Find out how you can work and study at the same time
Some students feel working part-time is a distraction from studying not worth risking. For others it’s a necessity which can’t be avoided. It is possible to work and do well at University – follow these five tips to make the best of both.
Make a Budget
Before you arrive at University calculate your income against your expenditure – rent, bills and living costs, and be realistic. If your mobile phone bill is £30 a month don’t budget for half of this, and during the first few weeks keep a track of what you spend. A budget of £50 a week for living costs is not unreasonable, but if you smoke, want a new pair of shoes or fancy a night out, don’t expect to stick to this. By the end of your first semester review what you spend against what you’ve got coming in. From this you can work out whether you’ll have enough money, or whether you’ll need to cut back or find work. A further blog entry on this will follow in this series.
Once you’ve mapped out your finances and your projections, you can work out roughly how much you’ll need to earn each year to live. If, for example, you need an extra £2,000 a year, consider trying to earn £6k in your first year, when you’re under the least academic pressure. Don’t leave this to the last year, once you’ve amassed debts, and when you need to focus on achieving the best qualification.
Write a CV and Covering Letter
Update your CV and get a second and third opinion – does it include a picture, and is it definitely not too boring, or too zany? Write a covering letter but adapt this for every job you apply for. Dropping off generic covering letters and CVs around town – to companies not necessarily advertising for staff – is not the best use of your time. Save your ink and legs and instead target employers actively seeking staff. If you’ve not yet started on your CV, you can get a free CV template here – and there are some great examples of cover letters here.
Be Creative – and Persistent
No matter which part of the country you’re studying in, the current job market is fiercely competitive. The best way to find work is often through word-of-mouth, a family friend or a relative who can make a recommendation, but even without this and, with enough determination, work can usually be found. Many jobs are advertised online, including on the DirectGov website (www.direct.gov.uk/en/), or through agencies. If you sign up with employment agencies, don’t expect them to call you, it’s up to you to chase them up regularly – and don’t email, call them instead. If you struggle to find work, don’t give up. If you planned to spend ten hours a week working, spend ten hours a week job-searching until you secure a position. If you continue to have problems, review your CV and covering letters, and consider whether you’re aiming too high.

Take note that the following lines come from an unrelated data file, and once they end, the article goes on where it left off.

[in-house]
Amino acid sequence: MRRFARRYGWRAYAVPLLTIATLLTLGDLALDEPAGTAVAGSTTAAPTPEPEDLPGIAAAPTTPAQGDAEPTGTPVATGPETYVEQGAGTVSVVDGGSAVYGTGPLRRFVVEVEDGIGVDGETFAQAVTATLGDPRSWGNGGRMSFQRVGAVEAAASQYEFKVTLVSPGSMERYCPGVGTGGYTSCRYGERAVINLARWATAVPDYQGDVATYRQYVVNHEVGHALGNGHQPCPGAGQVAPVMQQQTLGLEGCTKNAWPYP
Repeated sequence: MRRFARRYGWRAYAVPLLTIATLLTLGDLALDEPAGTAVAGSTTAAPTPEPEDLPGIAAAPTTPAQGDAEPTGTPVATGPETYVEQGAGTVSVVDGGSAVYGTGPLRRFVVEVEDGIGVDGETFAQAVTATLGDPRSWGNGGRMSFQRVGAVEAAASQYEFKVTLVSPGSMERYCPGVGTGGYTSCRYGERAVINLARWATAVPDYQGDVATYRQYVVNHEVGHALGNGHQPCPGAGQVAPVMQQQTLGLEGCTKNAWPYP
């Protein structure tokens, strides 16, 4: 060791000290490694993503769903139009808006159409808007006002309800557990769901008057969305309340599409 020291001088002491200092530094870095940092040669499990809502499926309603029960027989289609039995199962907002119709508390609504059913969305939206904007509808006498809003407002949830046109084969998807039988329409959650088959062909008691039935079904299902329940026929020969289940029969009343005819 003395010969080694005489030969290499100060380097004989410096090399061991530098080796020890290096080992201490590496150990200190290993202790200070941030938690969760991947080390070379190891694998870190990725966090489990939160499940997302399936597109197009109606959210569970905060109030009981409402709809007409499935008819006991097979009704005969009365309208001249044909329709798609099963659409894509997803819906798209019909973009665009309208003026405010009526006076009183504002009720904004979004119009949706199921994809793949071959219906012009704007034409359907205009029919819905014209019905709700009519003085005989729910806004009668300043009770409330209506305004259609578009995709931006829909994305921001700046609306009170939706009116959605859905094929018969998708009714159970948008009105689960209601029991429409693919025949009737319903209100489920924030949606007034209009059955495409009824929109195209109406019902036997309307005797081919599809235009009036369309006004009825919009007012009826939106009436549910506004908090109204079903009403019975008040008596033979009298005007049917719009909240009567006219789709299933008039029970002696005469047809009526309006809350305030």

Know When to Quit
Striking the right balance between studying and working can often be difficult. More money relieves financial stress, but the longer you spend at work, the less time you’ll have to study – and achieving a pass will be disappointing if you had greater potential. Saying no to extra shifts is hard, but if you grades start to slip, cut these back and, if they don’t improve, consider quitting. Stripped back living costs, no vices and no nights out is no fun, but for a short period in your life, a sacrifice worth considering.